Proper Pronunciation Guide
[ˏɛk̚ stɛm pə re͜i niəs]
Pronounce this word as six syllables, giving a minor stress to the first syllable [ɛk̚] and the major stress to the fourth syllable, /re͜i/.
Pronounce the initial letter “e” as the short vowel/ɛ/—like the vowel in the word “bed.”
Pronounce the letter “x” as the consonant cluster /ks/. However, stop-but-do-not-explode the consonant “k” /k̚/ and then release the air on/s/, which begins the second syllable [stem].
Pronounce the letter “o” (after the letter “p”) as the weak schwa vowel/ə/.
Pronounce the fourth syllable, which is spelled “ra,” like the word “ray” and stress it.
Pronounce the fifth syllable, which is spelled “ne,” like the work “knee.”
Use the y-like consonant glide/j/ to link from the fifth to the final syllable—from [ni] to [əs].
|He gave an extemporaneous speech on the occasion of his father's 80th birthday.|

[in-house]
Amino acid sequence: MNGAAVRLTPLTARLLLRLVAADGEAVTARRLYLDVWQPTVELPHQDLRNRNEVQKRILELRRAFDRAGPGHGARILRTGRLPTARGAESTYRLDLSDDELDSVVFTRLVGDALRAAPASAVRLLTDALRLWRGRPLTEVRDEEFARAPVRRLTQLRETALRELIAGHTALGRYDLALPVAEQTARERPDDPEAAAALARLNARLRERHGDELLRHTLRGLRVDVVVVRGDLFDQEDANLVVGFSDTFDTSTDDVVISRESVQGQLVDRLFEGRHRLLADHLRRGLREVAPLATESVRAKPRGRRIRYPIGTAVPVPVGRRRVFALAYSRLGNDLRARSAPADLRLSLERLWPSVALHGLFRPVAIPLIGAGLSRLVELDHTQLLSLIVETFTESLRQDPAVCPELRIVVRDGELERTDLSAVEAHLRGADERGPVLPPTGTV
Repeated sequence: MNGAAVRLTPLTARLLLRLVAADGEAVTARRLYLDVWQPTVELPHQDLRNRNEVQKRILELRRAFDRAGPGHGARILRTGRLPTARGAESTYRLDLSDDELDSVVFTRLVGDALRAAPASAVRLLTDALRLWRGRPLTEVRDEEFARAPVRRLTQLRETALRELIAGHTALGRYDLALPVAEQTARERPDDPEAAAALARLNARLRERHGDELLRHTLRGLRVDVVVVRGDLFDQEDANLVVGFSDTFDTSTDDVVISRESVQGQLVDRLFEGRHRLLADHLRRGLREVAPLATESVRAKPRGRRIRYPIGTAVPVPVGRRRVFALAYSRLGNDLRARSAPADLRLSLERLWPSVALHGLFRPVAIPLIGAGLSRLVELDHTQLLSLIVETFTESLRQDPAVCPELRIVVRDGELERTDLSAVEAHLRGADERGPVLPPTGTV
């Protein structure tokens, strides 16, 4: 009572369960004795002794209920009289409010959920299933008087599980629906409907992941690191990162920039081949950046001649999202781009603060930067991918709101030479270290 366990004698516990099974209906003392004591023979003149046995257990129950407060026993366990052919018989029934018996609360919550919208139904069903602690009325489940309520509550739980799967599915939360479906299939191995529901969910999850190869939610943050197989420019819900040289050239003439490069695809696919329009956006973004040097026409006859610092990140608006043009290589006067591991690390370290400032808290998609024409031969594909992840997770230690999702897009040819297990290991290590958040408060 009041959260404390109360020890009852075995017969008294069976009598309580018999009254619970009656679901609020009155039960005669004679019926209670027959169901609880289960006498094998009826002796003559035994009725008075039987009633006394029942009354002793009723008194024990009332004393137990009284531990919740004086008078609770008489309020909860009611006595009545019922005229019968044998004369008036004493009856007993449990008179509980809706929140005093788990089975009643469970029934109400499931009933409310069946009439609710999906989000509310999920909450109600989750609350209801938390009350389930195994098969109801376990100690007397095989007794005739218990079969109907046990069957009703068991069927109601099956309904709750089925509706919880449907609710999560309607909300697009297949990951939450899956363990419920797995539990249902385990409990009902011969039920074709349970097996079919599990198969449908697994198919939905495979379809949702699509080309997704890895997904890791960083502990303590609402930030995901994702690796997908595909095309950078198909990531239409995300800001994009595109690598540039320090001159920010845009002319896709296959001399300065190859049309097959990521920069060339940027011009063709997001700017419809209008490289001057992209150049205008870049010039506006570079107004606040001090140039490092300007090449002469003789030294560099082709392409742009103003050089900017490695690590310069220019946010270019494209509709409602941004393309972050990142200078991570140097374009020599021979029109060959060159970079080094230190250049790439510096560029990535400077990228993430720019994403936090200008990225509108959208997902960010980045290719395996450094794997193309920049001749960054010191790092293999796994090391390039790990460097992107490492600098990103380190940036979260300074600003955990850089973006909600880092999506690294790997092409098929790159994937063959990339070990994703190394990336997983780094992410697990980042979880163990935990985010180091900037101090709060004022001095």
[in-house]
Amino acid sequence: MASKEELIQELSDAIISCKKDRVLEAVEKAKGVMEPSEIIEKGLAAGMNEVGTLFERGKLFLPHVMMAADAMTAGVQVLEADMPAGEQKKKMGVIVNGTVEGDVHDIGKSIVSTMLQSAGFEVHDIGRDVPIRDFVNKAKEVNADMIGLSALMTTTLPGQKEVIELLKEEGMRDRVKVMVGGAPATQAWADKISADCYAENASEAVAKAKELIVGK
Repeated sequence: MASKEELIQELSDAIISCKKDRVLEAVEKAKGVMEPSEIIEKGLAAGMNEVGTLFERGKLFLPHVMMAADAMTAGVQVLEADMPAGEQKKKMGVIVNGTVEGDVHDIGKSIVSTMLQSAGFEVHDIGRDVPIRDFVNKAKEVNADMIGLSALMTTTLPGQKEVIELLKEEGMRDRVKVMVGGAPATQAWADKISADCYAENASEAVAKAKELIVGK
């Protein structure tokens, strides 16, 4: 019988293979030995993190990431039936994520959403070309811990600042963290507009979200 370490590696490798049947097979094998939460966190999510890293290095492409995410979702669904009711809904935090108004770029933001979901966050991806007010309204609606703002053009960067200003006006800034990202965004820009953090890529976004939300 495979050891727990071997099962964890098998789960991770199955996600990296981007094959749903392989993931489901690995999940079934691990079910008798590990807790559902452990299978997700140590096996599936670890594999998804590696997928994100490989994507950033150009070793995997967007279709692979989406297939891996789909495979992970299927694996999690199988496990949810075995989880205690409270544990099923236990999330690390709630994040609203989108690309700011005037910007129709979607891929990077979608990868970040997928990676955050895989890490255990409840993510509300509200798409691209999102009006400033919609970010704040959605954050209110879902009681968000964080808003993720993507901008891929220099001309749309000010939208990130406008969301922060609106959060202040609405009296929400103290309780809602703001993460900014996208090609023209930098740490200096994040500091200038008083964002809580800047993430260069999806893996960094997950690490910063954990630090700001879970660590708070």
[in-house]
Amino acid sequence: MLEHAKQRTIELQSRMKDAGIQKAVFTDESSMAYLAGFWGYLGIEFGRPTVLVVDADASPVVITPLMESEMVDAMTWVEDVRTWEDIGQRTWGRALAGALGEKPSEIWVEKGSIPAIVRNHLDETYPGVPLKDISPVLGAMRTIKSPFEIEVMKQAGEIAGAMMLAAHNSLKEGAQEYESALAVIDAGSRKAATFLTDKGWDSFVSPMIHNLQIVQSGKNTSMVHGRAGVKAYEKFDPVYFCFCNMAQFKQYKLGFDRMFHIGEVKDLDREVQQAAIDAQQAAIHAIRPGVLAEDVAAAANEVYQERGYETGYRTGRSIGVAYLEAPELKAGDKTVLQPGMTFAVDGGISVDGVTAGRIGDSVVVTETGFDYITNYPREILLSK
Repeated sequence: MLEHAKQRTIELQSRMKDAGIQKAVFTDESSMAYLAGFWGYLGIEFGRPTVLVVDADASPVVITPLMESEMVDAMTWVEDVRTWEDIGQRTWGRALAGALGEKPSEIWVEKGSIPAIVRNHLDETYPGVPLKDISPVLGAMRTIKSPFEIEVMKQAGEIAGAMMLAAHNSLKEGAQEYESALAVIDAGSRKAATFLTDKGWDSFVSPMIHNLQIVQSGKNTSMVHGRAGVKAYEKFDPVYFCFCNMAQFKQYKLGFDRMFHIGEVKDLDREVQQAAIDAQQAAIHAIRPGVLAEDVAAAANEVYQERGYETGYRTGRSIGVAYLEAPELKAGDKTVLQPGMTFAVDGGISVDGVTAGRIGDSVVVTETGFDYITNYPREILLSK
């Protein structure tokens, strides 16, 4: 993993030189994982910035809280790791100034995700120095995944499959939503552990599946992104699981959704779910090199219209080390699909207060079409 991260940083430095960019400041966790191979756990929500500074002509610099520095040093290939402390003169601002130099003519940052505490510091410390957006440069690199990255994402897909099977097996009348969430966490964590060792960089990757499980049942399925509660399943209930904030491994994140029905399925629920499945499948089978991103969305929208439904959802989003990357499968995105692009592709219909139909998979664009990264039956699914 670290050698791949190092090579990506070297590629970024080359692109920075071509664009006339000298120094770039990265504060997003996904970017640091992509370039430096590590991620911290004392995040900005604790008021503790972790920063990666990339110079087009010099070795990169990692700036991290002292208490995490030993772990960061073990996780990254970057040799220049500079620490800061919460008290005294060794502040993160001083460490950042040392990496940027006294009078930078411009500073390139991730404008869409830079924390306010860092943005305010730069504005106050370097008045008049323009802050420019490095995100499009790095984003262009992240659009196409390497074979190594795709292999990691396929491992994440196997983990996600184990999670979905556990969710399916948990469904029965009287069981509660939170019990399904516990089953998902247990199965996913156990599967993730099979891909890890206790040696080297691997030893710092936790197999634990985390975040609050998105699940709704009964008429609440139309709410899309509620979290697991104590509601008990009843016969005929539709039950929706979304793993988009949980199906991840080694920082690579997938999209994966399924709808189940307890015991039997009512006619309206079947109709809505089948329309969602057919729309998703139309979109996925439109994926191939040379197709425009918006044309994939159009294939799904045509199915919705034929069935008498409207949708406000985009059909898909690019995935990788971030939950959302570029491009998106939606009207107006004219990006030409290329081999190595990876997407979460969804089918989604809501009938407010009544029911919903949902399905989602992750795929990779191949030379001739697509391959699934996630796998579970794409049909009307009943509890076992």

(adjective) In public speaking, a style of delivery that is both prepared and spontaneous in that the speaker speaks freely from a prepared outline or from notes.
While “extemporaneous” is often used to mean unprepared and is sometimes used as a synonym for impromptu, in public speaking “extemporaneous” refers to a style of delivery in which the speaker speaks freely but from a prepared outline so that the speaking style is a combination of being prepared and spontaneous. “Impromptu” speaking, on the other hand, is completely spontaneous and “off the cuff,” usually consisting of a much shorter speech, such as making a few informal remarks or answering a question. The other two modes of delivering a speech are reading from a prepared text (sometimes off a teleprompter, as the president does frequently) and delivering a speech from memory, which is seldom done nowadays.